A decade on from the financial crisis, you might have imagined the bosses of Britain’s biggest banks would have learned to keep themselves out of trouble.
But earlier this week, HSBC’s chief executive John Flint left the bank ‘by mutual agreement’ just 18 months after he was appointed, as insiders said he had failed to impress high-ranking colleagues.
And just last month, in a rant which stunned the City, Standard Chartered’s boss Bill Winters dismissed angry shareholders as ‘immature’ when a massive 40 per cent of them voted against his pay.
Earlier this week, HSBC’s chief executive John Flint left the bank ‘by mutual agreement’ just 18 months after he was appointed, as insiders said he had failed to impress
The problems at the top have cast a cloud on Britain’s two most internationally focused listed banks, which have long been considered an interesting alternative for investors to the more domestic High Street lenders.
HSBC is now officially without a permanent boss, although Flint’s interim replacement, Noel Quinn, is widely expected to be a shoo-in for the role.
And investor unease with Winters’ pay package, which totalled £4.6million last year and could be even bigger in 2019, may hold back growth in the share price.
Beyond the personality problems, there are worries that the trade war between the US and China and a wider global slowdown could hit both banks.
As Flint left on Monday, HSBC’s chairman Mark Tucker noted that the business environment had become more challenging, and reasoned that a change in leadership was needed to make the most of future opportunities.
He was forced to deny that the boardroom shake-up was anything to do with HSBC’s relationship with China, which has mooted putting the bank on a blacklist of ‘unreliable entities’ after it helped US authorities secure the arrest of the chief financial officer at mobile phone company Huawei.
A deterioration in relations between HSBC and China would be alarming for a bank which makes more than half of its income in Asia. Hong Kong, a key market for both banks, could also cause woe as pro-democracy protests show no signs of abating.
And wider fears that tariffs imposed by US President Donald Trump, along with retaliatory penalties slapped on goods by his Chinese counterpart Xi Jinping, could precipitate a global slowdown will weigh on both banks.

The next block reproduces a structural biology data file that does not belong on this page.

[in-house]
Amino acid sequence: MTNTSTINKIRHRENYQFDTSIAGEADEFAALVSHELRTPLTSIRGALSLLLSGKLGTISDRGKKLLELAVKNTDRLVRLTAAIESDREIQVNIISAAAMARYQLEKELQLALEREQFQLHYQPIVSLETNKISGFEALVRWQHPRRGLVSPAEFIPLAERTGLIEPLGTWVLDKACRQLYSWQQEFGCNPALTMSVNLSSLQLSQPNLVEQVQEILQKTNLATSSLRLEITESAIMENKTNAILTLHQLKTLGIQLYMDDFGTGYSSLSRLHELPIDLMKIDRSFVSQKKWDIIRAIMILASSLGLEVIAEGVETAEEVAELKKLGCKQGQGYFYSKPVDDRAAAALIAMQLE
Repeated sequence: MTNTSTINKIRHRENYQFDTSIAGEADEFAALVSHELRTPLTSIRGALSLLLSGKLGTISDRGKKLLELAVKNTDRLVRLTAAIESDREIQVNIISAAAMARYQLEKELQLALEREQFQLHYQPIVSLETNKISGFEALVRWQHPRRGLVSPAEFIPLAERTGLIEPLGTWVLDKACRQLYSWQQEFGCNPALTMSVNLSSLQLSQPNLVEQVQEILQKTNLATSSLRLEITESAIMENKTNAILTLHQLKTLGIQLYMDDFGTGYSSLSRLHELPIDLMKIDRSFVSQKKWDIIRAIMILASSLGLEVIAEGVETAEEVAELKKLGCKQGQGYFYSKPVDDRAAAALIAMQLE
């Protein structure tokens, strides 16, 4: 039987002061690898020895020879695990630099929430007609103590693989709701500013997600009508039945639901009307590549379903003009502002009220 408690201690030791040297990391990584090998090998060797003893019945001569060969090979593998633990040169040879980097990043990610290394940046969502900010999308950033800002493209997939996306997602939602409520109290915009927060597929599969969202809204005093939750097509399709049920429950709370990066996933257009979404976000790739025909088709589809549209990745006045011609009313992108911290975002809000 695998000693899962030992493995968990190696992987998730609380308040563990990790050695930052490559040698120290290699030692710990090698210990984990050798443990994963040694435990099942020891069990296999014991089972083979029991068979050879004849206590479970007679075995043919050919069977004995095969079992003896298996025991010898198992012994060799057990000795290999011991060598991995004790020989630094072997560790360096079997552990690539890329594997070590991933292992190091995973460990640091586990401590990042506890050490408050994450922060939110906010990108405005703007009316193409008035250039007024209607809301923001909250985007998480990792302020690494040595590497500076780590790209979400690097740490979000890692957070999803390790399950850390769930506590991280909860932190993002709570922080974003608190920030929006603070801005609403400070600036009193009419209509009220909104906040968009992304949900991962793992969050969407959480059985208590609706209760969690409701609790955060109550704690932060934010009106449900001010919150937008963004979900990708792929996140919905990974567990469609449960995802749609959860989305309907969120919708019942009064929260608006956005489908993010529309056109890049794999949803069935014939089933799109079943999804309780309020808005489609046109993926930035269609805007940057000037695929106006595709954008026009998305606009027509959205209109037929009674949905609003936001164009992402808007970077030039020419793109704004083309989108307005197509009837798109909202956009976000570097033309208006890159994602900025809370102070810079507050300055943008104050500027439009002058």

So with all these problems in the mix, are HSBC and Standard Chartered still the top international picks that they once were?
Michael Wu, an analyst at financial data firm Morningstar, doesn’t expect any major tremors to reverberate from the leadership issues.
For Standard Chartered, investor anger is mainly confined to pay – particularly the chunky £460,000 paid annually towards Winters’ pension – while HSBC’s operations in the key locations of Hong Kong and the UK seem to be performing well, he says.
But he does forecast other clouds on the horizon, particularly if central banks resume their money-printing programmes to shore up the world economy.
‘Slowing global economic growth will result in a decline in loan growth and banking products as economic growth weakens,’ Wu says. ‘This in turn will lead to more relaxed monetary policies in the lowering of interest rates, and a potential increase in monetary easing.’
Both of these factors, he explains, would push down the banks’ net interest margins – or how much they make from lending compared to what they pay out on deposits.
HSBC boasts of having ‘unparalleled access to high growth markets’ such as China. But Jefferies analyst Joseph Dickerson says: ‘It is unclear how this is paying off.’
Banks such as HSBC and Standard Chartered have used their strong position in fast-growing Asian nations to set themselves apart from more mundane High Street competitors. And, to an extent, there is still some attraction in having that international edge.
China does have a booming middle class, and AJ Bell’s investment director Russ Mould says: ‘Both HSBC and Standard Chartered are, undeniably, options to consider for those investors who are looking to play the themes of growth and demographics in Asia.
‘As the middle classes develop and flourish, they are likely to buy more financial products and require more financial services.’
Of course, the prospect that Brexit could slow down Britain’s economy has already weighed on the more domestically focused lenders. And for investors worried about a UK-specific slowdown, HSBC and Standard Chartered are much less vulnerable than their London-listed peers.
‘If the banks can prove that they can keep their noses out of fresh regulatory trouble and profit from their strong Asian positions by driving earnings higher, then the doubters may have to come around,’ says Mould.
Popular Shares – Standard Life Aberdeen
It has been a tough few years for the UK’s once-mighty asset managers.
With the rise of cheaper online alternatives, tricky markets and growing questions about whether they deserve their hefty fees, stock picking companies have seen a rush for the exits across the board.
And Standard Life Aberdeen has certainly been no exception.
Since the company was formed through an £11billion merger of Standard Life and Aberdeen Asset Management two years ago, shares have fallen more than 40 per cent.
And investors have pulled out a grand total of £56.8billion in the past 18 months.
But there are reasons to think that the industry is finally heading out of the woods.
With markets increasingly turbulent, after a long period of relative stability following the financial crisis, firms that pick the best shares could yet win a place again in investors’ hearts.
And – the argument goes – as one of the biggest players, Standard Life Aberdeen should be able to reap the rewards.
But it would still take a brave trader to look at the stock’s trajectory and decide that now is a good time to buy.